It needs to be said that premiering a new made-in-Manitoba play is always an admirable endeavour. And it seems fitting that PTE - a company with an impressive track record in producing new local work - should open its 40th season with one.
—Joff Schmidt, CBC theatre reviewer
Winnipeg playwright Ellen Peterson's The Brink, seeing its world premiere this month at Prairie Theatre Exchange, is a play all about potential - what happens when we take a leap into the unknown? What could our lives be if circumstance had been different? And as a play, The Brink itself is full of potential - some of which it seizes, some of which is missed.
Set in the small Ontario town of Chippawa during the summer of 1969, the story focuses on Pat (RobYn Slade), a woman in her late 20s whose life revolves around trying to keep her family's small print shop business afloat. She gets little help from her mother, the cynical Shirley (Jan Skene), and her uncle Jim (Steven Ratzlaff), a well-meaning man damaged by his years in a Japanese POW camp.
Combined with the fact that the shop operates in a world of changing technology (this is, as we're frequently reminded, the summer of the moon landing) and changing societal values (represented by a U.S. Army deserter, played here by Evan Hall), Pat seems to be fighting a losing battle. And even if she wins, her reward is being trapped in the purgatory-like basement of the print shop.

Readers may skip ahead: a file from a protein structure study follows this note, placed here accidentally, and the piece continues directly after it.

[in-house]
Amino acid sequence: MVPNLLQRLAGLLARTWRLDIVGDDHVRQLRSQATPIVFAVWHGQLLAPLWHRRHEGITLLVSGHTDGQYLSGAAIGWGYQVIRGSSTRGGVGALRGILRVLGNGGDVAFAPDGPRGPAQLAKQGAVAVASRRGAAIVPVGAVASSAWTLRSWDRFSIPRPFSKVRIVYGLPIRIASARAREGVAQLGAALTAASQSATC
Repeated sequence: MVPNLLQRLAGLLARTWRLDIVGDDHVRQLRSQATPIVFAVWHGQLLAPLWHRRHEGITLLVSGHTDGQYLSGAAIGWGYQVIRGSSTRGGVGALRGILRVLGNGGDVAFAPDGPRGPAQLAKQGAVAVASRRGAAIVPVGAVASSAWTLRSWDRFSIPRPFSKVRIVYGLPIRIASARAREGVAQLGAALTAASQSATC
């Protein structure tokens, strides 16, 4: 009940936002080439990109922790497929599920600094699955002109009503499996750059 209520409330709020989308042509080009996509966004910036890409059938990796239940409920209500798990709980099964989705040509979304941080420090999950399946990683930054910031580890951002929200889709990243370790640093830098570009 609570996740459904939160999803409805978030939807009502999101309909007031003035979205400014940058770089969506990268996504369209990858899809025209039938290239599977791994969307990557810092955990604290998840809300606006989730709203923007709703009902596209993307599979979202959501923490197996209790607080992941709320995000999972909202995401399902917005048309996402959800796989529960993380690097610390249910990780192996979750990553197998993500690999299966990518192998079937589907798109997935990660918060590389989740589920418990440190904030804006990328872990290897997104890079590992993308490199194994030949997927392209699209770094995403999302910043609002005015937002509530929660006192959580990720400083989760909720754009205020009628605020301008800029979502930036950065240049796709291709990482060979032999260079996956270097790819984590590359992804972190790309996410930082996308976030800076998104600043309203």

Steve Ratzlaff as Jim (Bruce Monk)
All of this is good fodder for a compelling family drama, and at its best, The Brink
is just that. Slade, one of the city's finest young actors, gives a commanding performance as Pat, a likable if tragic heroine. Ratzlaff delivers moments of heartbreaking pathos as Jim, especially in brief flashbacks to his internment. In another series of flashbacks, Megan McArton steals the show with a powerhouse performance as Lillian, Jim and Shirley's mother, infamous for going over Niagara Falls in a barrel in her youth (McArton earned a spontaneous round of applause on opening night at the end of one of her monologues).
And here's where The Brink
teeters - it's trying to take on a lot of story, and doesn't quite get the balance right. The flashbacks seem to tease with stories that don't feel fully explored. And more frustratingly, the play seems to spend too much of its first act spinning its wheels. In particular, it feels there are missed opportunities to explore why Pat is so afraid to take the leap and leave her stifling existence in the first place.
The 135-minute long production, directed by Robert Metcalfe, hits its stride in the second act, after suffering from somewhat sluggish pacing in the first. Metcalfe does, though, make great use of Brian Perchaluk's stunning set, dominated by the arcing bridge on which Pat often finds herself about to take the plunge, and presided over by the moon - that great symbol of possibility.
For all The Brink
's not-insignificant flaws, though, it needs to be said that premiering a new made-in-Manitoba play is always an admirable endeavour. And it seems fitting that PTE - a company with an impressive track record in producing new local work - should open its 40th season with one. The Brink
may reach its potential unevenly, but it does remind us that nothing is gained when nothing is ventured.
The Brink runs at PTE until October 28.